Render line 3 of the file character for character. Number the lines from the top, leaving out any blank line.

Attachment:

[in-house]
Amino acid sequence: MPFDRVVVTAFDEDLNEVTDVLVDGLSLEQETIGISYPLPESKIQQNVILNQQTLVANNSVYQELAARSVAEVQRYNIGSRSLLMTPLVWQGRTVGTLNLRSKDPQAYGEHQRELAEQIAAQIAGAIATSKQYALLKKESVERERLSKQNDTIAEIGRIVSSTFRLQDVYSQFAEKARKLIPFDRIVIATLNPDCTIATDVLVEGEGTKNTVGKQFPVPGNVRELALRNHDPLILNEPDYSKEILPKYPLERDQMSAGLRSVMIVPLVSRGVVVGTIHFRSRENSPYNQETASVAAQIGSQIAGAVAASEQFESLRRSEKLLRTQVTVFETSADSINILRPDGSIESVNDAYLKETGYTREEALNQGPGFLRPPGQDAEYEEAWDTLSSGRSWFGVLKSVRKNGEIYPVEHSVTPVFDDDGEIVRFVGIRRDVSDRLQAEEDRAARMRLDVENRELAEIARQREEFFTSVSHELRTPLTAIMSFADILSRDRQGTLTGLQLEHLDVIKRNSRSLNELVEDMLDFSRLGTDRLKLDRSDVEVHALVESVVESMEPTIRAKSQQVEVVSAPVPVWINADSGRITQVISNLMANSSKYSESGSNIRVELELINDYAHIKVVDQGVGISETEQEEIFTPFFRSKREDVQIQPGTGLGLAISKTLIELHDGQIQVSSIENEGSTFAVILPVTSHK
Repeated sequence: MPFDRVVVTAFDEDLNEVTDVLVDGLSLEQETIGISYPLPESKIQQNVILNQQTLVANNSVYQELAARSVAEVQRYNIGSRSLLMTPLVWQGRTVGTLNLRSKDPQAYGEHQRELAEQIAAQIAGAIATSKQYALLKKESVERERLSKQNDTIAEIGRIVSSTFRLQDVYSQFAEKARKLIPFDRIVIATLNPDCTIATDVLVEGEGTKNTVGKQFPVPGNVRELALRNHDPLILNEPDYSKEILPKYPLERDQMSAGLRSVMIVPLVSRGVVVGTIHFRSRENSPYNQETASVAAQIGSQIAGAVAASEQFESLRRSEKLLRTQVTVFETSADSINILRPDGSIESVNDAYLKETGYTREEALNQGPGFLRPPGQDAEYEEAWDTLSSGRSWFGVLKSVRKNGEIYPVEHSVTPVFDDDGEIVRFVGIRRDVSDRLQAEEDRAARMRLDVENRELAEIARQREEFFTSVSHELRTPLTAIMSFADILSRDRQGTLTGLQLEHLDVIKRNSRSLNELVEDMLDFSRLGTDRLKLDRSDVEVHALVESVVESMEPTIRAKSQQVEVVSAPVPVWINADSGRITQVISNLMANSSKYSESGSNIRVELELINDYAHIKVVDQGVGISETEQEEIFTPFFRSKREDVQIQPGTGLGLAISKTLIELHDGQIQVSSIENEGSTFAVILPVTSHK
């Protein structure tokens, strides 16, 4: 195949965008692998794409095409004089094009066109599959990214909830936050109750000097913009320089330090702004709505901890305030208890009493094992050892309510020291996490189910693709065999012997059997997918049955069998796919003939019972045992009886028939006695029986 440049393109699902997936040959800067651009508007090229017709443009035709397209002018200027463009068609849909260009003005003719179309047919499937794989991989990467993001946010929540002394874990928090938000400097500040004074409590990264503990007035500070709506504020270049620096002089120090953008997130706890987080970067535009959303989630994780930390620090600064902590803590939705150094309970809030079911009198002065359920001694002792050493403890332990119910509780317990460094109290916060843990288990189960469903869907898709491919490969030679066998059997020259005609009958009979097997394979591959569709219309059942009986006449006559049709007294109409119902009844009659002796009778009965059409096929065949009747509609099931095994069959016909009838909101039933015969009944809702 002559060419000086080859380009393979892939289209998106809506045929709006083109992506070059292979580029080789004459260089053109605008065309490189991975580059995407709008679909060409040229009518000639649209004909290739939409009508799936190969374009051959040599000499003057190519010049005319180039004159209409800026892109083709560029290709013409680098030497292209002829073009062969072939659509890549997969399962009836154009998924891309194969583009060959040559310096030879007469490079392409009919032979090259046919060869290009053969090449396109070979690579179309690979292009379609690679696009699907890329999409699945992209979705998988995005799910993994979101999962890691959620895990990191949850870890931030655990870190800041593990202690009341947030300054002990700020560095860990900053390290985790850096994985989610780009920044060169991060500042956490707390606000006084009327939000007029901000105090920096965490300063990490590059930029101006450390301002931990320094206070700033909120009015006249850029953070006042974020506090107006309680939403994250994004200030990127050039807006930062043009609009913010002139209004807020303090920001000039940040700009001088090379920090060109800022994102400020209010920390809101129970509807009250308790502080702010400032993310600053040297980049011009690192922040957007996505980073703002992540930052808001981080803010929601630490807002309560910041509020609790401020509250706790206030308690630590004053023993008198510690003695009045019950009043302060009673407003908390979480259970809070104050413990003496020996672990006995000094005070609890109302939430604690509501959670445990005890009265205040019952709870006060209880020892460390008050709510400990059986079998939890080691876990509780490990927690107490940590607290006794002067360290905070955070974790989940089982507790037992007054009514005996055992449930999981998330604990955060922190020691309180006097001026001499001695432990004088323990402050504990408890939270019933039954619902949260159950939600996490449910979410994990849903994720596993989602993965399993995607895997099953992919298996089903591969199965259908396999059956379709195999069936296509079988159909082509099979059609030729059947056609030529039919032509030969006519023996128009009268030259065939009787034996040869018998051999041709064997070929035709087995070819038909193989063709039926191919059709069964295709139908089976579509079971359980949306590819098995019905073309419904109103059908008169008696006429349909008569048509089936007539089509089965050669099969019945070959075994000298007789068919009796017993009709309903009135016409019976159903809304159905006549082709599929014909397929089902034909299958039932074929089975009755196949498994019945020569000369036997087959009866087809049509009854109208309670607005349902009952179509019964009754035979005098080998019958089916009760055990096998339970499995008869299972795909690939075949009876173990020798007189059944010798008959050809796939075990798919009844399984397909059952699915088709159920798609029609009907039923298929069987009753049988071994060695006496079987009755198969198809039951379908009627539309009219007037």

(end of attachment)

Repeated sequence: MPFDRVVVTAFDEDLNEVTDVLVDGLSLEQETIGISYPLPESKIQQNVILNQQTLVANNSVYQELAARSVAEVQRYNIGSRSLLMTPLVWQGRTVGTLNLRSKDPQAYGEHQRELAEQIAAQIAGAIATSKQYALLKKESVERERLSKQNDTIAEIGRIVSSTFRLQDVYSQFAEKARKLIPFDRIVIATLNPDCTIATDVLVEGEGTKNTVGKQFPVPGNVRELALRNHDPLILNEPDYSKEILPKYPLERDQMSAGLRSVMIVPLVSRGVVVGTIHFRSRENSPYNQETASVAAQIGSQIAGAVAASEQFESLRRSEKLLRTQVTVFETSADSINILRPDGSIESVNDAYLKETGYTREEALNQGPGFLRPPGQDAEYEEAWDTLSSGRSWFGVLKSVRKNGEIYPVEHSVTPVFDDDGEIVRFVGIRRDVSDRLQAEEDRAARMRLDVENRELAEIARQREEFFTSVSHELRTPLTAIMSFADILSRDRQGTLTGLQLEHLDVIKRNSRSLNELVEDMLDFSRLGTDRLKLDRSDVEVHALVESVVESMEPTIRAKSQQVEVVSAPVPVWINADSGRITQVISNLMANSSKYSESGSNIRVELELINDYAHIKVVDQGVGISETEQEEIFTPFFRSKREDVQIQPGTGLGLAISKTLIELHDGQIQVSSIENEGSTFAVILPVTSHK